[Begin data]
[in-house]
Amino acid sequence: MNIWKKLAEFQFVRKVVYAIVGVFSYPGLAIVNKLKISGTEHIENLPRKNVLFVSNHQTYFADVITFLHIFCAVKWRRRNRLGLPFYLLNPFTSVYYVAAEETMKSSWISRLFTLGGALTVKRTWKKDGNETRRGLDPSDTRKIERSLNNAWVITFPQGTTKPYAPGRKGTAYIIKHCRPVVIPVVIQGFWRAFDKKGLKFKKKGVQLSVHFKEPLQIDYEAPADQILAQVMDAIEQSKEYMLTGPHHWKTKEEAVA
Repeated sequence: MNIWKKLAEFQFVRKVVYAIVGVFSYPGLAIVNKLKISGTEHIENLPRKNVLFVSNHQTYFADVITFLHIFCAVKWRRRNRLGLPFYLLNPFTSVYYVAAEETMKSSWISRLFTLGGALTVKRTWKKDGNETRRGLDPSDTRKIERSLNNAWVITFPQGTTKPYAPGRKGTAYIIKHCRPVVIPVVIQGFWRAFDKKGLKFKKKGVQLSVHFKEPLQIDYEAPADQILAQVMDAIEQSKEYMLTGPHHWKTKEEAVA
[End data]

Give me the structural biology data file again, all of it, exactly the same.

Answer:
[in-house]
Amino acid sequence: MNIWKKLAEFQFVRKVVYAIVGVFSYPGLAIVNKLKISGTEHIENLPRKNVLFVSNHQTYFADVITFLHIFCAVKWRRRNRLGLPFYLLNPFTSVYYVAAEETMKSSWISRLFTLGGALTVKRTWKKDGNETRRGLDPSDTRKIERSLNNAWVITFPQGTTKPYAPGRKGTAYIIKHCRPVVIPVVIQGFWRAFDKKGLKFKKKGVQLSVHFKEPLQIDYEAPADQILAQVMDAIEQSKEYMLTGPHHWKTKEEAVA
Repeated sequence: MNIWKKLAEFQFVRKVVYAIVGVFSYPGLAIVNKLKISGTEHIENLPRKNVLFVSNHQTYFADVITFLHIFCAVKWRRRNRLGLPFYLLNPFTSVYYVAAEETMKSSWISRLFTLGGALTVKRTWKKDGNETRRGLDPSDTRKIERSLNNAWVITFPQGTTKPYAPGRKGTAYIIKHCRPVVIPVVIQGFWRAFDKKGLKFKKKGVQLSVHFKEPLQIDYEAPADQILAQVMDAIEQSKEYMLTGPHHWKTKEEAVA